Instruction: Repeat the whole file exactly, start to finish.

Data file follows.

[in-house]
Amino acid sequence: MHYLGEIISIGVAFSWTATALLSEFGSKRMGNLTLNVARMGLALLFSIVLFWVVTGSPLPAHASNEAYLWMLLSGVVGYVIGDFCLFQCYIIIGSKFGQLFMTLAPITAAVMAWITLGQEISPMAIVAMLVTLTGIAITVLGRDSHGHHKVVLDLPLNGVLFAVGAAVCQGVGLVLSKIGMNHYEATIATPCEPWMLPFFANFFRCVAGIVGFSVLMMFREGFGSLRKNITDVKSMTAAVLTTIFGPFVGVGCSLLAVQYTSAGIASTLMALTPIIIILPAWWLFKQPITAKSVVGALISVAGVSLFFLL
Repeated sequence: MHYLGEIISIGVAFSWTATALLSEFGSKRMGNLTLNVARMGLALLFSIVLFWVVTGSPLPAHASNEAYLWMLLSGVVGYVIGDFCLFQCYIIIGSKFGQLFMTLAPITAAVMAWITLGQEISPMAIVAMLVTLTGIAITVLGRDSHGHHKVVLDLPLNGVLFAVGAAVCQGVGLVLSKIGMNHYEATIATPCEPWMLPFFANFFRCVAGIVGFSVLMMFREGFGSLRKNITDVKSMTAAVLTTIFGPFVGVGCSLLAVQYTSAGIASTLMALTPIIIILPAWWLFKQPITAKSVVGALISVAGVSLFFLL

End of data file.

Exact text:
[in-house]
Amino acid sequence: MHYLGEIISIGVAFSWTATALLSEFGSKRMGNLTLNVARMGLALLFSIVLFWVVTGSPLPAHASNEAYLWMLLSGVVGYVIGDFCLFQCYIIIGSKFGQLFMTLAPITAAVMAWITLGQEISPMAIVAMLVTLTGIAITVLGRDSHGHHKVVLDLPLNGVLFAVGAAVCQGVGLVLSKIGMNHYEATIATPCEPWMLPFFANFFRCVAGIVGFSVLMMFREGFGSLRKNITDVKSMTAAVLTTIFGPFVGVGCSLLAVQYTSAGIASTLMALTPIIIILPAWWLFKQPITAKSVVGALISVAGVSLFFLL
Repeated sequence: MHYLGEIISIGVAFSWTATALLSEFGSKRMGNLTLNVARMGLALLFSIVLFWVVTGSPLPAHASNEAYLWMLLSGVVGYVIGDFCLFQCYIIIGSKFGQLFMTLAPITAAVMAWITLGQEISPMAIVAMLVTLTGIAITVLGRDSHGHHKVVLDLPLNGVLFAVGAAVCQGVGLVLSKIGMNHYEATIATPCEPWMLPFFANFFRCVAGIVGFSVLMMFREGFGSLRKNITDVKSMTAAVLTTIFGPFVGVGCSLLAVQYTSAGIASTLMALTPIIIILPAWWLFKQPITAKSVVGALISVAGVSLFFLL